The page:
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Week In The News: College Campus Unrest, Immigration At Stake, Battle For Sinjar47:46
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With guest host Jane Clayson.

Campus unrest and death threats. Debate round four for the GOP. Court blocks Obama on immigration. Our weekly news roundtable goes behind the headlines.

In this Nov. 9, 2015, file photo, students cheer while listening to members of the black student protest group Concerned Student 1950 speak following the announcement that University of Missouri System President Tim Wolfe would resign at the university in Columbia, Mo. (AP)
In this Nov. 9, 2015, file photo, students cheer while listening to members of the black student protest group Concerned Student 1950 speak following the announcement that University of Missouri System President Tim Wolfe would resign at the university in Columbia, Mo. (AP)

Protests over race relations spread to more college campuses. At the GOP debate, the gloves were off. Who soared? Who scored? Who sank? And, can Bernie Sanders best Hillary when the Democrats debate this Saturday night? A blow to President Obama’s immigration plan. Kurdish forces move in on ISIS-held Sinjar.Netanyahu in the US. Jihadi John targeted by US airstrikes. A medal of honor hero at the White House. And, is Starbucks really declaring war on Christmas? This hour On Point, our weekly news roundtable goes behind the headlines.
-- Jane Clayson

Guests

Eliana Johnson, Washington editor at the National Review. (@elianayjohnson)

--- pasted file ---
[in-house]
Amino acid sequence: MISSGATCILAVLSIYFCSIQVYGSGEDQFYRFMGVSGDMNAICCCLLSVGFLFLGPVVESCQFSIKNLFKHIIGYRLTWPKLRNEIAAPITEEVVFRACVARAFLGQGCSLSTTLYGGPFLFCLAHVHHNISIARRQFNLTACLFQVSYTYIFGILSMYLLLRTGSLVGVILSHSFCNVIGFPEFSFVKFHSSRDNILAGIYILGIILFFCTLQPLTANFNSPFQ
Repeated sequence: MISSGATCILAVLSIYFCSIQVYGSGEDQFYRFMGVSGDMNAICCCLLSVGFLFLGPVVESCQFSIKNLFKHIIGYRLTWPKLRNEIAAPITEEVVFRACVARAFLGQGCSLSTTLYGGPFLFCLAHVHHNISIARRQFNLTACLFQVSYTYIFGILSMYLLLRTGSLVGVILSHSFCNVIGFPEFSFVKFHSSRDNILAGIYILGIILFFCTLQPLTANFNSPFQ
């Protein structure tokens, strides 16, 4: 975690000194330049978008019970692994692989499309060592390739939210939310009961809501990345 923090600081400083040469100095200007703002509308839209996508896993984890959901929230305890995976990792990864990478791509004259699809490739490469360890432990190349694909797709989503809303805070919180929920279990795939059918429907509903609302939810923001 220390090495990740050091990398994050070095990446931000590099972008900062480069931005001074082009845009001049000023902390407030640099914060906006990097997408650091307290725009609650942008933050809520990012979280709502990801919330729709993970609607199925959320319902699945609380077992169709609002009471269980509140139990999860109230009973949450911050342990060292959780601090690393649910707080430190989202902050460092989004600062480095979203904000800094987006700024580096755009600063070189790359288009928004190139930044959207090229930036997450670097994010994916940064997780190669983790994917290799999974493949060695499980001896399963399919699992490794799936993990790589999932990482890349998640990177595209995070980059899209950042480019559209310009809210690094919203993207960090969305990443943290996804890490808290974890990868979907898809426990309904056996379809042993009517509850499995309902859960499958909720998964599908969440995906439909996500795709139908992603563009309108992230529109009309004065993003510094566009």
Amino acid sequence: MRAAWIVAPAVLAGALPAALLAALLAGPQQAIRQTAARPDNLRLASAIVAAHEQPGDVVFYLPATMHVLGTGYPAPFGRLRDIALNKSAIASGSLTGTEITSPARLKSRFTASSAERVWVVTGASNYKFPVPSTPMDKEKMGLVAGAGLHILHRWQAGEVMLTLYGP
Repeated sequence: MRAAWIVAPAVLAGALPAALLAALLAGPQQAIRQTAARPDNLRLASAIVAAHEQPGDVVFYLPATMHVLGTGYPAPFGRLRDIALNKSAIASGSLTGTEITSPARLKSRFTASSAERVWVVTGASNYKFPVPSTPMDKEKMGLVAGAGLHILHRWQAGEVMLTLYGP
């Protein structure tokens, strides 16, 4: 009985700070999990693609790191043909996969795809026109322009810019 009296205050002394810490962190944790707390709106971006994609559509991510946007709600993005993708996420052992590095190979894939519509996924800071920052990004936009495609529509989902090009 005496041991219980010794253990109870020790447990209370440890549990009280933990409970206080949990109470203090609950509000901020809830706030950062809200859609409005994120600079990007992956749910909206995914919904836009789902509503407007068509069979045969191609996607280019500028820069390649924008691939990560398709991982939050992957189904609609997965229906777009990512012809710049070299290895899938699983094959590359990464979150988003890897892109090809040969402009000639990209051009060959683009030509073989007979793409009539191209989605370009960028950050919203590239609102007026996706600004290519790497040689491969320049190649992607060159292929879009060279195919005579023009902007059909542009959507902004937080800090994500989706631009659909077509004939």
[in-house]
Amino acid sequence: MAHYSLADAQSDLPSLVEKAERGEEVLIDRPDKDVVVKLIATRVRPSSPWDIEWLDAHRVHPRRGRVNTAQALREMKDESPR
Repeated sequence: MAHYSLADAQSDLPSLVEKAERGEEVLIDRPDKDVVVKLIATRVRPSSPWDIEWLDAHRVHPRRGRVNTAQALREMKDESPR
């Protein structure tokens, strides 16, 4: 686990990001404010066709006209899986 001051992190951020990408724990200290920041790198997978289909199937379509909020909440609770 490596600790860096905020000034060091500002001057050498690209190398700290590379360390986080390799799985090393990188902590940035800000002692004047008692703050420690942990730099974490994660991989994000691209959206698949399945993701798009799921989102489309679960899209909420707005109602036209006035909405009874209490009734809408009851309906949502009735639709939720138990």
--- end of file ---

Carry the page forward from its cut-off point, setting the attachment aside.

Yamiche Alcindor, breaking news reporter at USA Today. (@Yamiche)

Jack Beatty, On Point news analyst. (@JackBeattyNPR)

From The Reading List

USA Today: University of Missouri unrest a signal for other schools, experts say — "The abrupt resignations Monday of University of Missouri System President Tim Wolfe and the chancellor of the flagship campus R. Bowen Loftinshowed the power of the growing tide of social activism among people who felt the school leaders did not respond aggressively enough to racist incidents on campus. Experts say campuses can expect more social activism if they fail to take specific actions to rid schools of hostility toward students of color."

National Review: Policy Finally Dominates a Debate, but No Knockouts in Milwaukee -- "Less than three months before voters go to the polls in January, the candidates clashed on some of the major issues that have divided the Republican party over the past six years: The night’s big moments did not come from one candidate trashing another, but from policy exchanges, first on immigration and then on defense spending. After months of headlines dominated by a real-estate mogul-cum-reality-television star, it was a welcome change of pace."

The Wall Street Journal: Kurds Launch Offensive to Retake ISIS-Held Iraqi Town Sinjar -- "Kurdish Iraqi forces, backed by U.S. and allied warplanes, launched an assault Thursday aimed at retaking the town of Sinjar from Islamic State and severing the extremist group’s crucial supply line to Syria. Some 7,500 Kurdish Peshmerga fighters were deployed to take back Sinjar from Islamic State fighters, who have held the northern Iraqi town for more than a year, the local Kurdish administration said."

This program aired on November 13, 2015.

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